The impact of lockdown has made many of us reflect on what’s important in our lives and in our personal relationships. For some, this has led to swapping life in the city for more space in the countryside. For others, lockdown restrictions have meant moving in together more quickly than might have been the case in ordinary circumstances.
For some couples, however, without the distraction of outside influences, there has been the dawning realisation they no longer want to remain together. This has led to increased numbers seeking legal advice about divorce – with family lawyers predicting a “post-lockdown divorce boom”.
For separating parents, a major question is how to maintain relationships and support children’s well-being during and after separation. My research in this area has found that children can come to view their parent’s separation positively, but that this very much depends on how parents handle and talk about the relationship breakup.
An assumption commonly made by parents is that their child is unaware of the situation because they have not spoken about it. But it’s surprising what young children overhear and the scenarios they create in their own minds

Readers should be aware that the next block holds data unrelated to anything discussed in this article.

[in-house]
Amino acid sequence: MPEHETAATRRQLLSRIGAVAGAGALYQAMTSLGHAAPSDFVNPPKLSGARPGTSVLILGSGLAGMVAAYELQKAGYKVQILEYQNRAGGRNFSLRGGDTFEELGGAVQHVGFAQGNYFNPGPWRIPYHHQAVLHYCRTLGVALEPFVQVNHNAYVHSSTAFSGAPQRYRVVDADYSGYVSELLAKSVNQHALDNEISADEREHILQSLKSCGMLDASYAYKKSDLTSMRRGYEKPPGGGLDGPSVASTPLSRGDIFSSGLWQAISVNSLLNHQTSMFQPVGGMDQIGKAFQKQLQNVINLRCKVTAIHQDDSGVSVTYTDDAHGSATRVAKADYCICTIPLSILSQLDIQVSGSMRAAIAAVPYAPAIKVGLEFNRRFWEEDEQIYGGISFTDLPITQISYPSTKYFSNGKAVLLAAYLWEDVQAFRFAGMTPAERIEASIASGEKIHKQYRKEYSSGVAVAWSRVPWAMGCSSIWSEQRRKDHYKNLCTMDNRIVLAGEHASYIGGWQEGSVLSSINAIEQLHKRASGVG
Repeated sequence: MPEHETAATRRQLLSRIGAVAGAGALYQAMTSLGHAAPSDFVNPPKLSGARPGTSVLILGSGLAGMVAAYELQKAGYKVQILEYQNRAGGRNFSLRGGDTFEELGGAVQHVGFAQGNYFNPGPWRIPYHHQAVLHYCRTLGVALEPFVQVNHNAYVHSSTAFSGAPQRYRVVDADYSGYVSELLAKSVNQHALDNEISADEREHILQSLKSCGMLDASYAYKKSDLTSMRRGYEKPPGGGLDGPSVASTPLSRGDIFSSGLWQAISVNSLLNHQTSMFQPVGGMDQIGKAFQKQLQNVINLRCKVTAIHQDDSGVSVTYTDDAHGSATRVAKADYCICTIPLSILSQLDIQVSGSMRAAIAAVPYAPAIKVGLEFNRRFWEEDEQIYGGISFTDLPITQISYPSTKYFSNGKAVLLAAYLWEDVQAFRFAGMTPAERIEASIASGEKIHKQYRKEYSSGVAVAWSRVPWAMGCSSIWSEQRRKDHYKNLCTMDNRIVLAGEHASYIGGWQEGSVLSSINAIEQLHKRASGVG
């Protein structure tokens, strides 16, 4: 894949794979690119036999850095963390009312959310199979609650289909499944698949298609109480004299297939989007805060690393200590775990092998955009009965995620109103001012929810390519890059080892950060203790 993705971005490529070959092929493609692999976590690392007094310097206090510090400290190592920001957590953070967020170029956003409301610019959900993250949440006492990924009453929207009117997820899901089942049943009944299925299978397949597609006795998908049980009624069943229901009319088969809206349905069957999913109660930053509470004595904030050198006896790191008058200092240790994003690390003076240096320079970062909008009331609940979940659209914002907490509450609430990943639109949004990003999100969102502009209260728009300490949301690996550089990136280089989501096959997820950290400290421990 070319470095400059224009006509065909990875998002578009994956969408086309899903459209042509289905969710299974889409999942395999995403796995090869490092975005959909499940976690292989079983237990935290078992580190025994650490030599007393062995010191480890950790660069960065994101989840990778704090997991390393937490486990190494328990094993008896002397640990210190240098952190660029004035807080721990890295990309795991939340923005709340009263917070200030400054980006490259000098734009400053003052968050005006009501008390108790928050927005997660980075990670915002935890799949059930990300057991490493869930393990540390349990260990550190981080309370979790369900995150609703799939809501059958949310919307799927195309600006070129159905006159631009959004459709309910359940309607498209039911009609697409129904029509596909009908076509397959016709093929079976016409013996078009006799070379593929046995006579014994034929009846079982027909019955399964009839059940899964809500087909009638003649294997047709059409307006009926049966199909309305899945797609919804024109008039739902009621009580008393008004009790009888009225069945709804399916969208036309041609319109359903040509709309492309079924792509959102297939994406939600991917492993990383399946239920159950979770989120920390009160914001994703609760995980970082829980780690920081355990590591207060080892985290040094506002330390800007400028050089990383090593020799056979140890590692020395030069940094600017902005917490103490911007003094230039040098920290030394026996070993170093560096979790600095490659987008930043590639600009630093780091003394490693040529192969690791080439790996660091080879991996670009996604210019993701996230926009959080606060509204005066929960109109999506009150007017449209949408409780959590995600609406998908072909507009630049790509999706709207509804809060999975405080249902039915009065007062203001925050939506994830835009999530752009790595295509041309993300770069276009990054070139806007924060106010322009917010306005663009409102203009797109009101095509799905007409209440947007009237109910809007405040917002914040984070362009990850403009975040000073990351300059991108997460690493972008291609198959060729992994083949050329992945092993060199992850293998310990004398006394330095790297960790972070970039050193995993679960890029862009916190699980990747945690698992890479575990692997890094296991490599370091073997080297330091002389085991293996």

My research involved talking to young adults whose parents separated or divorced in childhood about their experiences. And their views provide valuable insights into how children experience and accommodate their parents’ separation.
I found that children come to view their parents’ separation positively when it brings parental conflict to an end. Good communication among all members of the family about what’s happening and the changes taking place, enables children to develop an understanding of the situation. This helps to support their adjustment over time .
Being able to maintain contact with both parents is very important for children. So having some form of contact arrangements in place as soon as possible (even if it needs refinement over time) will help to support children. Grandparents and other family members also provide an important role where children may feel unable to speak to their parents about the situation for fear of upsetting them.
Friendship groups are also important. Being able to maintain friendships by continuing to attend the same school and remaining in the local area is valued by children.
Plan now for Christmas
For separated parents, Christmas often prompts difficult discussions about where their child spends their time. And for those who have separated recently, it’s likely to be particularly challenging this year.
In normal times, where practical, many children will spend some time with each parent over the festive period, resulting in them having “two Christmasses”. This is often seen as a positive by children, but in the current circumstances this might not be an option.
It’s impossible to predict what restrictions may be in place by Christmas but it may be that family celebrations need to take a different form this year.